Interpreting Scripture – The Pastoral Epistles As A Test Case

A nineteenth century picture of Paul of Tarsus

A nineteenth century picture of Paul of Tarsus (Photo credit: Wikipedia)

In an earlier post, I challenged Moises Silva where he was basically stating that his theology should inform his interpretation of a given text.

Building on that, I have found that interpreting the Pastoral Epistles (1 & 2 Timothy and Titus) prove to be an excellent test case.

Scholars seem strongly divided into two main groups here, and it revolves around if Paul wrote these letters or not.  Now, as I will show later, there are actually dozens if not hundreds of possibilities and suggestions when it comes to how and when these letters were written. But let’s put that aside for the moment.  The two very general interpretive camps, as I see it, come down to the inspiration and authority of scripture.

Those who hold strongly to inerrancy, infallibility, and inspiration have a very difficult time accepting that anyone other than Paul himself wrote these letters.  Some may go as far as to say that he used an amenuensis (basically, someone we might understand to be a secretary) assist with the writing, but that the words are Paul’s as he was inspired by God to write them.

Those who are not as interested in inerrancy, infallibility and inspiration are seemingly quite ready and able to see other options, writers and possiblities for the production of these letters.

So, right out the gate, Silva’s model reveals it’s product – the text says what you believe it should say.  If the interpreter is an Evangelical, they read it as coming from Paul.  If the interpreter is not theologically predisposed, they read it as quite possibly coming from sources other than Paul.

Now this is where it gets interesting.

There are all sorts of theological issues embedded in these letters.  Probably the top three in contention these days are the issue of the role of women in ministry, the qualifications for ministry and the formation of scripture.

I would like to address these issues in future posts as I work through these three short letters because, for the most part, these issues can be interpreted in very different ways depending upon how the letters are approached.

Those that know me, will recall that I came from some pretty conservative theological roots.  None of my training for ministry, formal or informal, ever attempted to teach anyone but Paul the Apostle as the author to these letters.  After all, that is what the text itself says, right?

Right???

Any thoughts on this before I dive in?

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4 thoughts on “Interpreting Scripture – The Pastoral Epistles As A Test Case

  1. Gary says:

    Well John, it seems like you have started a lively conversation. I am interested to see the basis for your questions concerning Paul’s authorship of the Pastoral Epistles. I took the time to go back and read your article on Silva’s statements about theology and interpretation, since you state that it is the foundation which you are building this article upon. I think your evaluation of Silva’s statements failed to mention the section preceding his statement which argues for Biblical theology as the foundation for systematics and that that the “apostolic proclamation was characterized by a fundamental unity, so that we may use that proclamation as the source for systematics”. It seems to me that even if one argues for a different author, who uses Paul as a pseudonym, one would have to ask the question “Why use Paul in the first place?” If one appeals to Paul’s name it is for a reason. If it is for authority then this acknowledges the fact that Paul’s other writings are known and accepted as authoritative. What I am doing here is building the case that if the Pastoral Epistles were written by someone other than Paul, then that individual’s (or multiple people’s) cognitive environment (what is known and the way of thinking within the particular community), contained Paul’s perspective already. For the epistle to have any weighted, it would have to bare some unity with the rest of Pauline teaching. If this unity exists, then what is the basis for questioning Pauline authorship? I know there are probably several reasons and I look forward to see what you present. I would also argue that believing in inspiration, authority, and inerrancy are not dependent upon authorship (that is a straw man argument in my opinion). Anyways, just some thoughts. I enjoy watching my friends processing through these issues.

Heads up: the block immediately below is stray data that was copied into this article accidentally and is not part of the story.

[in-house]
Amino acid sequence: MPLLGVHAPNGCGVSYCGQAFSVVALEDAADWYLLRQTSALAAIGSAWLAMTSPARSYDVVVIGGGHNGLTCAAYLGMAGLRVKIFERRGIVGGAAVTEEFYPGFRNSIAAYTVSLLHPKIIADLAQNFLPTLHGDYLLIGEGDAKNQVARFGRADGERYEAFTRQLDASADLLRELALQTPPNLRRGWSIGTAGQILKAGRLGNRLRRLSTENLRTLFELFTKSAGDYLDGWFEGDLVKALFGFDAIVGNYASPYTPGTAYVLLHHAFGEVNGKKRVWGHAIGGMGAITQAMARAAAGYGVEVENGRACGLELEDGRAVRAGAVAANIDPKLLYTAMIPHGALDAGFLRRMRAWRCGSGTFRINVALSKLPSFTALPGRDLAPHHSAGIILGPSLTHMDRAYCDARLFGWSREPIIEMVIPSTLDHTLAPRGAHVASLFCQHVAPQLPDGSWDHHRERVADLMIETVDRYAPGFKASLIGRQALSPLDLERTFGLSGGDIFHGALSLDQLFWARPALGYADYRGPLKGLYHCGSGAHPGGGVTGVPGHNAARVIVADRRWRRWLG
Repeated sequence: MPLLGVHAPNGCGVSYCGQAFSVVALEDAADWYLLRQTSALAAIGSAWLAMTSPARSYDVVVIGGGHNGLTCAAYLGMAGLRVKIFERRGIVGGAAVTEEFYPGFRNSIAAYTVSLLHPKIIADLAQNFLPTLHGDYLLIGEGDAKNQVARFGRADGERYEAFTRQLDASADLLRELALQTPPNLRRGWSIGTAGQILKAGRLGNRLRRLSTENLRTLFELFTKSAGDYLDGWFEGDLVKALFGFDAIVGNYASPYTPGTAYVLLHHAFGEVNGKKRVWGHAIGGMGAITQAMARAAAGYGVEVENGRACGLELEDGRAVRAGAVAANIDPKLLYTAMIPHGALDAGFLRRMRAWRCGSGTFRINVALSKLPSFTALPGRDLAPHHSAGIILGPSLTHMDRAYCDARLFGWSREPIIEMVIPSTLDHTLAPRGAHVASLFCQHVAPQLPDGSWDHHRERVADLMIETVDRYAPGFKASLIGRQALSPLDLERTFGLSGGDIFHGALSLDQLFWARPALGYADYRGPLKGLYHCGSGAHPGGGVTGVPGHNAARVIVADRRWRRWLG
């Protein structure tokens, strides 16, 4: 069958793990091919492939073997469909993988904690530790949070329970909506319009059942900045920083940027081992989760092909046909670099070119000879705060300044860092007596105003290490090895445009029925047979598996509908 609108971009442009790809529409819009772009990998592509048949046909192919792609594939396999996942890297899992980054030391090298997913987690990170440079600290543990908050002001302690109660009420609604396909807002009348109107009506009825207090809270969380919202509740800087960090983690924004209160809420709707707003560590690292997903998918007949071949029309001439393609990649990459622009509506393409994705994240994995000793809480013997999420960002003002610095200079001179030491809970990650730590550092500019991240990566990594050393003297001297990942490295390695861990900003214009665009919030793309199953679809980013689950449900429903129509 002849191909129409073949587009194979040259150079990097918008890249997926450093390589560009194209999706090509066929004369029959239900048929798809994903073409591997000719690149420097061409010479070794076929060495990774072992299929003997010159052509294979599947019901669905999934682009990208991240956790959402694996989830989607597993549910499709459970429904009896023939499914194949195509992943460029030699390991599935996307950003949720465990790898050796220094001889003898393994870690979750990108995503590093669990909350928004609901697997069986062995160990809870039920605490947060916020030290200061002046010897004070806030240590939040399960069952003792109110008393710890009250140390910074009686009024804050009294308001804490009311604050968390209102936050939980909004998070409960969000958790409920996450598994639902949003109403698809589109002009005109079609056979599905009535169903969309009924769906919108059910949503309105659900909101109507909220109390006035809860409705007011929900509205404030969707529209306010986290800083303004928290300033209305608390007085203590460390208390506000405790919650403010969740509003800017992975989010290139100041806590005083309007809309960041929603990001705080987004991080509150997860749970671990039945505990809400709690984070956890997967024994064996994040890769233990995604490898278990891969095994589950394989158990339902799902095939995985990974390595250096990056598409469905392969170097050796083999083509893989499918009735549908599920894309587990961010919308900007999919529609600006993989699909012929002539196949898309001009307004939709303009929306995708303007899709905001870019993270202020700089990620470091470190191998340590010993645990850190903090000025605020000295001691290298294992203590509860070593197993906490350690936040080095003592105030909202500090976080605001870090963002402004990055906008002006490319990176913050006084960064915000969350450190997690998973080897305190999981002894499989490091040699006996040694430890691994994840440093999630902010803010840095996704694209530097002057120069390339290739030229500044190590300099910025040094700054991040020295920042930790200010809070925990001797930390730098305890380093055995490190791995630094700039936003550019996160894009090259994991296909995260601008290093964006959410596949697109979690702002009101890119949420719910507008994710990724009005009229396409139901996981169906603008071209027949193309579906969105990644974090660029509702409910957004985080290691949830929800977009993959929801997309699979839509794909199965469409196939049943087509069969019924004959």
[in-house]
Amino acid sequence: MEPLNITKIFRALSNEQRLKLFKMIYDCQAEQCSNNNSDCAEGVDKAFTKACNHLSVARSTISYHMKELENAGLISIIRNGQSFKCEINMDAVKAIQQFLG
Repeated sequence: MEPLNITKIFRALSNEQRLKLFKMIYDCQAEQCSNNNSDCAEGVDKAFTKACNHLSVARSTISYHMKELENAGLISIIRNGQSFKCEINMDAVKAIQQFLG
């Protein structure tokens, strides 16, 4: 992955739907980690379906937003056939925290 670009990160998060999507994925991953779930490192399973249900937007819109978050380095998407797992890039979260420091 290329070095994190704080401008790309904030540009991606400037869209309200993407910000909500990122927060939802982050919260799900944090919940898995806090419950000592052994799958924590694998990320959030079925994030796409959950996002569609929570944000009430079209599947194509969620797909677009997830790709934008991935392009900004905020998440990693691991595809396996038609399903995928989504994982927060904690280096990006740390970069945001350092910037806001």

2. Gary says:

    Sorry John, I meant to post that on our Facebook discussion.

  3. John, are you setting us up to be challenged? This could be good.

  4. [...] Interpreting Scripture – The Pastoral Epistles As A Test Case (earlychurchstudies.wordpress.com) [...]

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